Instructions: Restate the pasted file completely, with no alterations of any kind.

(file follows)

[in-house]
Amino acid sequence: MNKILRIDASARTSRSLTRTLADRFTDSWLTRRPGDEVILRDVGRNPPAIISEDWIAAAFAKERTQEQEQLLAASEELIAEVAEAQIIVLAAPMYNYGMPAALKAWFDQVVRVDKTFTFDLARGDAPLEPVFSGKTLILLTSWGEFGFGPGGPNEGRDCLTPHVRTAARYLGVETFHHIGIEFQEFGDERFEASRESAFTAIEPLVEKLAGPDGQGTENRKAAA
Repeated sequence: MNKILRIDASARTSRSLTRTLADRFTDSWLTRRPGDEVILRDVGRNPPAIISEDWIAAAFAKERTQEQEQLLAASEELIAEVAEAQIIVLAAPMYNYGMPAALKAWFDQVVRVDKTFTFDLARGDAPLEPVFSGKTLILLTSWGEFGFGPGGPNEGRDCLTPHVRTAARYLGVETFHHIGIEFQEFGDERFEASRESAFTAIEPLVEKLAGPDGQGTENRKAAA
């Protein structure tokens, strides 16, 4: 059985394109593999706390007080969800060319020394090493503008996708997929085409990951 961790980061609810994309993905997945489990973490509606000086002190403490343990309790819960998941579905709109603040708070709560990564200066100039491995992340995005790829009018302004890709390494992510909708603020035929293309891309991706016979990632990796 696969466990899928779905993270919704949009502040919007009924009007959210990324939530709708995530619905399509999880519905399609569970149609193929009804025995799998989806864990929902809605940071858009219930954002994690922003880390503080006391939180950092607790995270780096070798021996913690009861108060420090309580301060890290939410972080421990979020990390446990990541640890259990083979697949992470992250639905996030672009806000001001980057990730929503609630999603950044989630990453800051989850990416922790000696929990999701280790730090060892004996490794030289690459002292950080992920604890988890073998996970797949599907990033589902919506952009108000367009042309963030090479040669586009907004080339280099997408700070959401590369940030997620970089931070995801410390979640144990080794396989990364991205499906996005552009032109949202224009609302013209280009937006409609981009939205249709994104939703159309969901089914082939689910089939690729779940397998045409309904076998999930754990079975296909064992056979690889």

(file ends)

[in-house]
Amino acid sequence: MNKILRIDASARTSRSLTRTLADRFTDSWLTRRPGDEVILRDVGRNPPAIISEDWIAAAFAKERTQEQEQLLAASEELIAEVAEAQIIVLAAPMYNYGMPAALKAWFDQVVRVDKTFTFDLARGDAPLEPVFSGKTLILLTSWGEFGFGPGGPNEGRDCLTPHVRTAARYLGVETFHHIGIEFQEFGDERFEASRESAFTAIEPLVEKLAGPDGQGTENRKAAA
Repeated sequence: MNKILRIDASARTSRSLTRTLADRFTDSWLTRRPGDEVILRDVGRNPPAIISEDWIAAAFAKERTQEQEQLLAASEELIAEVAEAQIIVLAAPMYNYGMPAALKAWFDQVVRVDKTFTFDLARGDAPLEPVFSGKTLILLTSWGEFGFGPGGPNEGRDCLTPHVRTAARYLGVETFHHIGIEFQEFGDERFEASRESAFTAIEPLVEKLAGPDGQGTENRKAAA
């Protein structure tokens, strides 16, 4: 059985394109593999706390007080969800060319020394090493503008996708997929085409990951 961790980061609810994309993905997945489990973490509606000086002190403490343990309790819960998941579905709109603040708070709560990564200066100039491995992340995005790829009018302004890709390494992510909708603020035929293309891309991706016979990632990796 696969466990899928779905993270919704949009502040919007009924009007959210990324939530709708995530619905399509999880519905399609569970149609193929009804025995799998989806864990929902809605940071858009219930954002994690922003880390503080006391939180950092607790995270780096070798021996913690009861108060420090309580301060890290939410972080421990979020990390446990990541640890259990083979697949992470992250639905996030672009806000001001980057990730929503609630999603950044989630990453800051989850990416922790000696929990999701280790730090060892004996490794030289690459002292950080992920604890988890073998996970797949599907990033589902919506952009108000367009042309963030090479040669586009907004080339280099997408700070959401590369940030997620970089931070995801410390979640144990080794396989990364991205499906996005552009032109949202224009609302013209280009937006409609981009939205249709994104939703159309969901089914082939689910089939690729779940397998045409309904076998999930754990079975296909064992056979690889």